In an earlier column, I introduced a very simple segmentation model that relies on observed behavior. Any marketer tracking basic e-mail metrics will be able to use this model to better target content and, hopefully, improve performance. It’s not that this model is better than others that segment by interest, industry, or another differentiator. It’s that this model relies on information that should be available from even the most basic e-mail marketing program. Here’s an overview:
In this column, we’ll talk about engaging group three: those who open your e-mail but don’t click or convert.
First, two important points about opens:
- An open is only triggered when images aren’t blocked.
- An open will be triggered even if your e-mail just appears in the recipient’s preview pane for a split second.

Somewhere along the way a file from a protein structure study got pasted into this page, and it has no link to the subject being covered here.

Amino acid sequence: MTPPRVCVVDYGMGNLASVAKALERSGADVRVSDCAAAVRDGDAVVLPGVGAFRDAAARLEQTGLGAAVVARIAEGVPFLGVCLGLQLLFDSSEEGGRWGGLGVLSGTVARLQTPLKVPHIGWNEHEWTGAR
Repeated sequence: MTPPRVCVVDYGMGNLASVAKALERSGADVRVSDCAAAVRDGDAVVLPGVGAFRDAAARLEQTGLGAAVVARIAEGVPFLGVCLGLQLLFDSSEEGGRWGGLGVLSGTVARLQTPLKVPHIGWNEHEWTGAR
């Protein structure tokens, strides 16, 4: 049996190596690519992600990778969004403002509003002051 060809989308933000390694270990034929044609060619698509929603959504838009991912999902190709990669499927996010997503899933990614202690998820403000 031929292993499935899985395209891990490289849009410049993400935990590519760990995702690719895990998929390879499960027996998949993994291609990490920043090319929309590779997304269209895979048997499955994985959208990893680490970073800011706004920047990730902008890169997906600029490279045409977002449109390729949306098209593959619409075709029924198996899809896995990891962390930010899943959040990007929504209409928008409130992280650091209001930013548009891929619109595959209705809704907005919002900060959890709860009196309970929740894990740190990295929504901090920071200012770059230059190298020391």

The good news about those who open but don’t click is that they’re able to see your images. The bad news is you don’t know whether they’re fully reviewing your e-mail and not finding anything engaging enough to click on, or whether your e-mail was opened in the preview pane a for a second as they scrolled past it, without looking, to get to another message.
When I work with clients to engage recipients who open but never click, I always start with what appears in the preview pane.
In 2005, EmailLabs released a study reporting that 69 percent of business people use a preview pane when viewing e-mail. Another 33 percent of the group said they often read entire messages this way (as do I). The study may be a bit dated, but based on my experience, I’d wager that preview pane usage has remained steady — or grown — since then.
Paying just a little attention to the preview pane can return a significant lift in performance. Earlier this year, I generated a 76 percent increase in clicks and a 220 percent increase in leads generated for one client by adding a strong headline to the preview pane of the control e-mail. Here’s a screenshot of a preview pane: